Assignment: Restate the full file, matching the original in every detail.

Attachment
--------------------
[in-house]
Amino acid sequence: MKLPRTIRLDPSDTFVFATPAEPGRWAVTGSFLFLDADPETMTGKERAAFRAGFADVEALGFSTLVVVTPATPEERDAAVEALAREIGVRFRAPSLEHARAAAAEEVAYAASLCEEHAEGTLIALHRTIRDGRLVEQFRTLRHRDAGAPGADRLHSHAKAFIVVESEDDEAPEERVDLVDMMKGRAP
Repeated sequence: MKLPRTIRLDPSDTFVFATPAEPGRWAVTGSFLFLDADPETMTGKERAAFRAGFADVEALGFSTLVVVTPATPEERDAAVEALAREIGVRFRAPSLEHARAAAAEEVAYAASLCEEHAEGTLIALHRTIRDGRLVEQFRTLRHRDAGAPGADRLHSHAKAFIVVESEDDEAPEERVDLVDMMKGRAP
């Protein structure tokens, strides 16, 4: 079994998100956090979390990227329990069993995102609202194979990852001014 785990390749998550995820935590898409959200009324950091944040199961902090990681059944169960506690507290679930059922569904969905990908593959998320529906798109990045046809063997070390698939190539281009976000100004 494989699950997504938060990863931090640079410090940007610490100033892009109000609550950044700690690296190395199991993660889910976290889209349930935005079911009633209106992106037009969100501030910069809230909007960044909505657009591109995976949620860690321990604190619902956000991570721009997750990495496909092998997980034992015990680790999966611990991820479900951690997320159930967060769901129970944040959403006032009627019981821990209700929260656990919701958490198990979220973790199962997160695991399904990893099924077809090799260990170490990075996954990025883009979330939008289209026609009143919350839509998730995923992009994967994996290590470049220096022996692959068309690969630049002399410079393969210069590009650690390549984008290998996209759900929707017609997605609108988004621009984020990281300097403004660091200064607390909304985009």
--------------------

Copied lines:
[in-house]
Amino acid sequence: MKLPRTIRLDPSDTFVFATPAEPGRWAVTGSFLFLDADPETMTGKERAAFRAGFADVEALGFSTLVVVTPATPEERDAAVEALAREIGVRFRAPSLEHARAAAAEEVAYAASLCEEHAEGTLIALHRTIRDGRLVEQFRTLRHRDAGAPGADRLHSHAKAFIVVESEDDEAPEERVDLVDMMKGRAP
Repeated sequence: MKLPRTIRLDPSDTFVFATPAEPGRWAVTGSFLFLDADPETMTGKERAAFRAGFADVEALGFSTLVVVTPATPEERDAAVEALAREIGVRFRAPSLEHARAAAAEEVAYAASLCEEHAEGTLIALHRTIRDGRLVEQFRTLRHRDAGAPGADRLHSHAKAFIVVESEDDEAPEERVDLVDMMKGRAP
């Protein structure tokens, strides 16, 4: 079994998100956090979390990227329990069993995102609202194979990852001014 785990390749998550995820935590898409959200009324950091944040199961902090990681059944169960506690507290679930059922569904969905990908593959998320529906798109990045046809063997070390698939190539281009976000100004 494989699950997504938060990863931090640079410090940007610490100033892009109000609550950044700690690296190395199991993660889910976290889209349930935005079911009633209106992106037009969100501030910069809230909007960044909505657009591109995976949620860690321990604190619902956000991570721009997750990495496909092998997980034992015990680790999966611990991820479900951690997320159930967060769901129970944040959403006032009627019981821990209700929260656990919701958490198990979220973790199962997160695991399904990893099924077809090799260990170490990075996954990025883009979330939008289209026609009143919350839509998730995923992009994967994996290590470049220096022996692959068309690969630049002399410079393969210069590009650690390549984008290998996209759900929707017609997605609108988004621009984020990281300097403004660091200064607390909304985009």